New York - It is feared a deadly drug known as 'cannibal heroin' which eats flesh from the inside out is about to take off in the United States.
Krokodil, which is similar to heroin and originated in Russia 10 years ago, turns users into zombies as
their bodies begin to rot leaving addicts with reptilian skin.
Following reports over the past month of cases of krokodil abuse in both Arizona and Chicago, Illinois, the drug is now believed to have hit New York.
The homemade concoction can be up to 10 times cheaper than heroin and is created by mixing codeine with gasoline or oil.
The drug is made of readily available ingredients such as codeine, iodine and toxins such as gasoline, industrial cleaning oil, lighter fluid and paint thinner. Users filter and boil ingredients together, then inject the drug.
The results are catastrophic.
Continual use of krokodil, Russian for crocodile, causes blood vessels to burst, leaving skin green and scaly and eventually causing gangrene.
In Russia around 30,000 people die from the affects of the drug every year. It is thought about
a quarter of a million people in the country are now hooked on the poison.
Addiction is spreading among young people and even those who manage to quit come away disfigured for life.
Margarita Schelkunova, 28, and her husband became hooked on the drug seven years ago.
Even though Schelkunova is now clean, she has lost her sight and has been diagnosed with cancer and HIV. She has only weeks to live.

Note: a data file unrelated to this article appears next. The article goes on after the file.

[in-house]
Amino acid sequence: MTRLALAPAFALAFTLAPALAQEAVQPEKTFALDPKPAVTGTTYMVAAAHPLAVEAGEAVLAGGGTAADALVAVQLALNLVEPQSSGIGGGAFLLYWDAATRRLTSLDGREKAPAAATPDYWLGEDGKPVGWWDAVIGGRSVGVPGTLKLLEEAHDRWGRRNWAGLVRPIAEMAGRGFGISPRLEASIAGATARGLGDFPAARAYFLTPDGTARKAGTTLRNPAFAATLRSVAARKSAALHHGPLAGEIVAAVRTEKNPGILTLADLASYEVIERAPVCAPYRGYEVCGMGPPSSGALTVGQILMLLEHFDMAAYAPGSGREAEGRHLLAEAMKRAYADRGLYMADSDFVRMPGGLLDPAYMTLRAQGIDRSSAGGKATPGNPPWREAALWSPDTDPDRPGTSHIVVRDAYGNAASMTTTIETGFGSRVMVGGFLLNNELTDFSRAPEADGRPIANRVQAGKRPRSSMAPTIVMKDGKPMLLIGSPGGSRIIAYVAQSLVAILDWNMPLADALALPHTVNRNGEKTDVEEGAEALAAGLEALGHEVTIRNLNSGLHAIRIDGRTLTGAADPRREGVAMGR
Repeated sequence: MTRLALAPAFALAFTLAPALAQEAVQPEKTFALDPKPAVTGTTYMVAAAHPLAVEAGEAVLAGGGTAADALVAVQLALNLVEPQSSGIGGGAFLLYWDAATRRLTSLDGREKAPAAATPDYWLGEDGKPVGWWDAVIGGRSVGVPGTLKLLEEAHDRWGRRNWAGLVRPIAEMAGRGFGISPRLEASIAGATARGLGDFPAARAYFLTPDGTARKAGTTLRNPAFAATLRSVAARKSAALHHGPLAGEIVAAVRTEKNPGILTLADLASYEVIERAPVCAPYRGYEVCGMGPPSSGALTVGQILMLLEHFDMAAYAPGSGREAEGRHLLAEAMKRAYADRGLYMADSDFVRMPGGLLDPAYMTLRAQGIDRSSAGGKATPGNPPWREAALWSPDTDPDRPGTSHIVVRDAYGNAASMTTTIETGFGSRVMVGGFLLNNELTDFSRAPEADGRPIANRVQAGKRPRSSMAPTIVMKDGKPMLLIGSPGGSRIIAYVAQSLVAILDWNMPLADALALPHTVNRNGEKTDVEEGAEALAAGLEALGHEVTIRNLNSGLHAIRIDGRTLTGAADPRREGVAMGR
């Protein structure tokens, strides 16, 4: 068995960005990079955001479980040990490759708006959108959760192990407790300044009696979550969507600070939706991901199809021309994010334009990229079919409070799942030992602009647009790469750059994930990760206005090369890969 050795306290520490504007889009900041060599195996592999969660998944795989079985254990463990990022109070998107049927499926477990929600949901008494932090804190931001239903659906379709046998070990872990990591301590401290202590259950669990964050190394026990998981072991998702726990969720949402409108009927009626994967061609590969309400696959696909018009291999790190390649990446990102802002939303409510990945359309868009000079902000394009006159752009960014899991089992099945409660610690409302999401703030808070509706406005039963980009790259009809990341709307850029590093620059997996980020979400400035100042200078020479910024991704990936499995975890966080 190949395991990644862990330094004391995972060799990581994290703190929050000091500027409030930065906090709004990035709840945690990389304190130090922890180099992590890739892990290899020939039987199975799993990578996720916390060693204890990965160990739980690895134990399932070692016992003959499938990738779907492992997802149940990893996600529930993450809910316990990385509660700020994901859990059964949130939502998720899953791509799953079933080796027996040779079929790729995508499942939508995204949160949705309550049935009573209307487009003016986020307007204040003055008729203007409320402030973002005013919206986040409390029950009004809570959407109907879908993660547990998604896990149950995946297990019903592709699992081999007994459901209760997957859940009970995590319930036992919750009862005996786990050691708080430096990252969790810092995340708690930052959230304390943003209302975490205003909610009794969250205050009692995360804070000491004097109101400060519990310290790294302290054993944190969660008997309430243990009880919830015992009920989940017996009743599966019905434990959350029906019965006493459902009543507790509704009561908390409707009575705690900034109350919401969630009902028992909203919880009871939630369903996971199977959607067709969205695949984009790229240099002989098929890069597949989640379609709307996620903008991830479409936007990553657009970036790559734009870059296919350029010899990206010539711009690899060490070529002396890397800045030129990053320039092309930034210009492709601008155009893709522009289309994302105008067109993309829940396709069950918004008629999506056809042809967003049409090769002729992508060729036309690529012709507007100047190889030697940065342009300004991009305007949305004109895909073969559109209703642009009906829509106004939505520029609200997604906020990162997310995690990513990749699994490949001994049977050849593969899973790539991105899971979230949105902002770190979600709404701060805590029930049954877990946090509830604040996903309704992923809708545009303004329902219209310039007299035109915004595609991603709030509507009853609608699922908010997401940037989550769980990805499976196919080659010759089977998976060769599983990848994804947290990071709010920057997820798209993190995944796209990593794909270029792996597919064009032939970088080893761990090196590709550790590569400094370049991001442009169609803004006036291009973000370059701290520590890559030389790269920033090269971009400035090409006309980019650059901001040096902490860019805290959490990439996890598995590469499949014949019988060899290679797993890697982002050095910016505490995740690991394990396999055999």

Her husband died at the age of 27.
Irina Dyadyuchenko, 35, has survived being a krokodil addict and has now been clean for two years.
She began using heroin at the age of 14 and when her local drug dealers were jailed she turned to homemade krokodil to get her fix.
Irina, who is the daughter of an engineer and a teacher, said when the recipe landed in Russia, she realized she could make it herself with for a fraction of the cost of her heroin addiction.
Krokodil could already be hitting the U.S. even as authorities battle huge numbers of people using homemade crystal meth.
A British doctor believes he may have came across a case in the UK.
Dr Allan Harris, a GP in Gloucester, wrote in an article for The Independent that the man was
homeless and in his 30s.
'There was essentially a crater in his arm and you could see the bone and tendons,' he wrote.
'It is hugely addictive and potent and can be cooked up in 30 minutes. It's only a matter of time before we start seeing it in Britain. It is not a case of 'if' but 'when'.
Fears that the drug could head to the United States have been rife since 2011, when a Drug Enforcement Administration official said the agency was aware of its use overseas.
But even with a drug treatment physician publicly announcing that medics have now treated four users within the U.S., the DEA has said it is not ready to recognize it as an immediate threat.
Agency spokeswoman Dawn Dearden told FoxNews.com: 'We, the DEA, are not seeing cases of it.
Nothing’s been turned into any of our labs. As far as the DEA is concerned, we have not seen any cases.'